The United States is not interested in pursuing dialogue with Iran despite President Trump’s insistence he is willing to sit down for talks, according to one of the European nations attempting to mediate between the two sides.
French authorities — among other European nations — continue to search for a way to defuse growing tensions between the US and Iran. But the French say they see “no signal the US is interested in dialogue,” a defense source in Paris told CNN.
Asked if France would be part of an anti-Iran coalition, which the Trump administration seems to be attempting to construct, the source said that while the French authorities regarded themselves as “good allies,” they would not “automatically” follow Washington’s line on Iran.
“We have our own goals… our own interests,” the source added.
The White House has been approached for comment.
It seems likely that acting American defense secretary Mark Esper will hear concerns from French Defense Minister Florence Parly at a meeting of NATO defense ministers in Brussels Wednesday.
French forces in the Persian Gulf continue to carry out joint exercises with the US, including providing force protection for American aircraft carriers. When asked if that cooperation would continue if there were to be a confrontation the French source said: “We are not at that point yet.”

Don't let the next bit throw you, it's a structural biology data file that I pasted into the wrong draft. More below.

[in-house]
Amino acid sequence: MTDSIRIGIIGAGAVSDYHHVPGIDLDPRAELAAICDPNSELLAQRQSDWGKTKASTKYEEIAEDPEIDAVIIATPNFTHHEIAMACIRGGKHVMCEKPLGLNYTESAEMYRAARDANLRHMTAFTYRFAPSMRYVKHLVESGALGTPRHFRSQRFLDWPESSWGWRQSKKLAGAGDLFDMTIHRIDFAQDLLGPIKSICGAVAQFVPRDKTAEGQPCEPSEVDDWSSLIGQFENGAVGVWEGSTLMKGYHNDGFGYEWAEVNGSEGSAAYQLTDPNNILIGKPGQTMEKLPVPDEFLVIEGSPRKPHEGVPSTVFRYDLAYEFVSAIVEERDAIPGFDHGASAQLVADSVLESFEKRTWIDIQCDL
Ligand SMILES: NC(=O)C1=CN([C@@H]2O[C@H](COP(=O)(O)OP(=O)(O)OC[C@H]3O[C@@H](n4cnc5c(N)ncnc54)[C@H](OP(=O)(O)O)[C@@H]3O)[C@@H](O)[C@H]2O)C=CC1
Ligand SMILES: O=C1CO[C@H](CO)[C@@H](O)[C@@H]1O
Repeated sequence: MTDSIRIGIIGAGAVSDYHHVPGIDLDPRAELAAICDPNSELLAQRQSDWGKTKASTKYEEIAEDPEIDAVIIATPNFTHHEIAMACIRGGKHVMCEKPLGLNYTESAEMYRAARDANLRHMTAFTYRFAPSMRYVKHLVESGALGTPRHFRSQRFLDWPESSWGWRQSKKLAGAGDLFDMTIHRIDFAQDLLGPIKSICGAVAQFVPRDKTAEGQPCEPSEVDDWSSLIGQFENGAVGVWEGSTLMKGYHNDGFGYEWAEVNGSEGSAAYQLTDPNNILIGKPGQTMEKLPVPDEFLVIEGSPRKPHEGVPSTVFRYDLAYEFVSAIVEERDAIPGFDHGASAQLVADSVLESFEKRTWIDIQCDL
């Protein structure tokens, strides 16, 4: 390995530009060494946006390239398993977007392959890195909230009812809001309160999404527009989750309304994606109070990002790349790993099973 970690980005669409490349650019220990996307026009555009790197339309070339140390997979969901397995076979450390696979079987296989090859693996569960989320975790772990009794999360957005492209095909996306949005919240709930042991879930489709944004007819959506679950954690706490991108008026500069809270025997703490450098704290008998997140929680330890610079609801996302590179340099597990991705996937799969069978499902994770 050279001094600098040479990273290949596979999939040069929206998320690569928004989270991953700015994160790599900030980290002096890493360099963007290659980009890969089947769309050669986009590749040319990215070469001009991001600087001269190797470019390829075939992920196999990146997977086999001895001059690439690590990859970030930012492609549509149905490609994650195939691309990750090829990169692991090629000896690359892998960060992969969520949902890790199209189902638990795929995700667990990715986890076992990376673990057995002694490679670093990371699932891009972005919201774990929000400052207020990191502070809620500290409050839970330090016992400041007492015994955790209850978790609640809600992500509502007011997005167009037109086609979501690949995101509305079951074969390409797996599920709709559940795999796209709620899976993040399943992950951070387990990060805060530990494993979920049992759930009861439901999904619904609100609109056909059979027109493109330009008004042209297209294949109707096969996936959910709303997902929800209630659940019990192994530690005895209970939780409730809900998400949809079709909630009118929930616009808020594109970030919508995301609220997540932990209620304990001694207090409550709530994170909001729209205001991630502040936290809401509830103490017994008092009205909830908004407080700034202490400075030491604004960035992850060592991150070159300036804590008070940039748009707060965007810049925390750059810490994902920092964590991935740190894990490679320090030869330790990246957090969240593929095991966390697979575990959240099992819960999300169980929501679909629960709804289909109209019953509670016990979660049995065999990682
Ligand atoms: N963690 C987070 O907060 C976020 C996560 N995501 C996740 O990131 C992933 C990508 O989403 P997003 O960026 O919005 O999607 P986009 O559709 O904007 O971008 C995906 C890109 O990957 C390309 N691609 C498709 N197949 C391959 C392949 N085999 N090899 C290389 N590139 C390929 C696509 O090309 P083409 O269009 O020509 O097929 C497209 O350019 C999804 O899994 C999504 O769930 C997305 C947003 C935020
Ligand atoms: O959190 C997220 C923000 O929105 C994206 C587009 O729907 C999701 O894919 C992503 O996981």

At a press briefing, French intelligence services said they did not believe that the US drone, which was shot down by Iran last week, had violated Iranian air space or rules of operation.
Iran plans to speed up uranium enrichment
Iran said Wednesday it will speed up its enrichment and stockpile of low-grade uranium after its 10-day deadline for European countries to circumvent US sanctions expires on Thursday, the country’s Atomic Energy Organization said.
Behrouz Kamalvandi, a spokesman, said that after the deadline passes, Iran will exceed the uranium production limit of 300 kilograms, as well as accelerate uranium enrichment to 3.7% — which is above the 3.67% mandated in the nuclear deal, agreed between Tehran and world powers in 2015.
Kamalvandi said it would only take one or two days for Iran to cross the 3.7% limit, according to Iranian State TV IRIB.
Iran is “fully prepared to speed up its efforts to improve its nuclear industry in order to help economic development of the country,” he said, IRIB reported.
Under the nuclear deal, Iran was permitted to stockpile limited amounts of enriched uranium and heavy water produced in that process, exporting any excess. Doing so has become extremely difficult after the US revoked waivers that allowed Iran to export those excess stockpiles, effectively forcing Iran to halt enrichment or ignore the limits — which it is now doing.
The spokesman signaled that the remaining European signatories — France, Germany, and the UK — still had time to fulfill their obligations under the Joint Comprehensive Plan of Action (JCPOA) but added that requesting more time would mean they either cannot — or do not want to — carry out their commitments, IRIB reported.
July 7th marks another deadline set by Iranian president Hassan Rouhani to further scale back the country’s commitment to the deal if the remaining signatories don’t ease restrictions on Iran’s banking and oil sectors.